News Release: Settlement In Charity Investigation LawsuitShare this story:
A former top official of the Hebrew Free Loan Association has now settled a lawsuit filed by one of the charity’s biggest donors. The settlement comes in the lawsuit brought by Adam Siegel against Houston banking executive Jerome Tarnopol seeking damages for assault during an April 2019 board meeting of the controversial Houston charity.
The case had been set for jury trial before the end of March and has been featured in Dolcefino Consulting investigative reports on this charity.
Tarnopol was captured on audio threatening and shouting obscenities at Adam Siegel after he raised questions about mismanagement of the HFLA endowment. The Siegel family is one of the largest endowment donors in the memory of Adam’s late mother.
The terms of the settlement are confidential, but Siegel says that he is “extremely satisfied with the settlement that vindicates my decision to hold Tarnopol accountable for his shameful assault during an HFLA meeting.” Siegel was represented by Houston attorney Randy Sorrels.
The settlement comes as we confirm the Texas Attorney General’s office opened a formal investigation into the charity in November of 2021. The document is attached to this email.
The legal settlement will not end the growing questions about secrecy in the Jewish charity, which promises interest free loans to needy Jewish Houstonians. HFLA trustees and officers have refused to answer questions about the way the endowment was managed by former HFLA president David Loev.
Loev has a long and ongoing record of involvement with companies engaged in penny stock pump and dump fraud resulting in both civil and criminal prosecution, including an SEC enforcement action against him personally requiring mandated repayment and financial sanctions.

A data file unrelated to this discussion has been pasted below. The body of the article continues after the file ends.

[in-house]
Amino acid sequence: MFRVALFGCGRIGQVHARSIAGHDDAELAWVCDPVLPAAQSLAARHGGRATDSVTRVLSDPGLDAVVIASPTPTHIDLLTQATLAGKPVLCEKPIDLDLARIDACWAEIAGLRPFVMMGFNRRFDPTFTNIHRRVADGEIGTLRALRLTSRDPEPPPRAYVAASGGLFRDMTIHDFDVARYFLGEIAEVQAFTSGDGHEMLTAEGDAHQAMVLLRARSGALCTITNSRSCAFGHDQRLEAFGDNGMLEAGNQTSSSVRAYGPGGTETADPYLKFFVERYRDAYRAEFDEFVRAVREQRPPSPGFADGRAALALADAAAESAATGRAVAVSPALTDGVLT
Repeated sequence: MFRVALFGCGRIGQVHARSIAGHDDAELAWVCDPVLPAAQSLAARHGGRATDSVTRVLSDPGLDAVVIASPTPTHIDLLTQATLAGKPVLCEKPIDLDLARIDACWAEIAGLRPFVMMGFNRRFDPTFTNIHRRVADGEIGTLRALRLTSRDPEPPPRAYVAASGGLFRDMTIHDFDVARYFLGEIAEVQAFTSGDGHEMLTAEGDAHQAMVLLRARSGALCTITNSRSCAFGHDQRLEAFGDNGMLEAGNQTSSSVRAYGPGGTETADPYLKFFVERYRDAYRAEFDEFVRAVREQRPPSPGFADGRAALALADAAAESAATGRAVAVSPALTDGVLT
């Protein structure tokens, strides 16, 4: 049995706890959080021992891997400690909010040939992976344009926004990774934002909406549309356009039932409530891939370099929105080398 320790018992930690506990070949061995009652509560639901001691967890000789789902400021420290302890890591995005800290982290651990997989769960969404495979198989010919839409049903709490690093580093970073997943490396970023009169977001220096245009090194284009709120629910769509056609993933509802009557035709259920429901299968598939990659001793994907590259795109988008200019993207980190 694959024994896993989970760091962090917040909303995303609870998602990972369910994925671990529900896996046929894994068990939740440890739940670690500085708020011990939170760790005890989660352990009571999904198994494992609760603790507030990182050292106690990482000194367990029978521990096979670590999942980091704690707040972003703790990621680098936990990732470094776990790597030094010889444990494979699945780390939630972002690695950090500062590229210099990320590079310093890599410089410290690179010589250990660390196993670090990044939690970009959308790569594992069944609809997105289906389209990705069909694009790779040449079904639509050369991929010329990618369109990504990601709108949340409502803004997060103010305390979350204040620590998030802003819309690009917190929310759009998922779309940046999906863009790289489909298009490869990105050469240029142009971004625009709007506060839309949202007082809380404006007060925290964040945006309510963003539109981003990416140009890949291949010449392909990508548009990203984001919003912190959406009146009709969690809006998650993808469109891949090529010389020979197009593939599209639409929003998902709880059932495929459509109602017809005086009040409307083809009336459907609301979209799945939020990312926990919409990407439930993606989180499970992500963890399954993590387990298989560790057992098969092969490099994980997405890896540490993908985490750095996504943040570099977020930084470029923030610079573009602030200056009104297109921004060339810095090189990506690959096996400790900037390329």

The investigation by Dolcefino Consulting uncovered major discrepancies in the endowment investment performance reported on HFLA tax returns during Loev’s term as president. HFLA leadership refuses to explain these serious discrepancies or other “red flags” we have reported.
“It has been very upsetting, to say the least, that my attempts to protect the endowment for the Houston Jewish community have been met with such absolute resistance and open hostility,” Siegel said.
My only motivation has been a sincere concern to compel HFLA officers to do their job of making interest free loans without personal favoritism to those in need, honoring donors and protecting the financial integrity of the organization with a properly managed endowment.”
The Hebrew Free Loan Association didn’t punish Tarnopol for his conduct against a donor. In fact, Tarnopol was elevated to the charity board of trustees after the incident. Tarnopol recently resigned from the HFLA Board of Trustees.
“This has immense personal significance to me and my family, and it brings us terrible sadness that others in the community who no doubt recognize our legitimate concerns have chosen to stand by in silence as the despicable slander against us goes on and as the current HFLA officers operate this public charity like a closed insider club for their own self-aggrandizement,” Siegel said.
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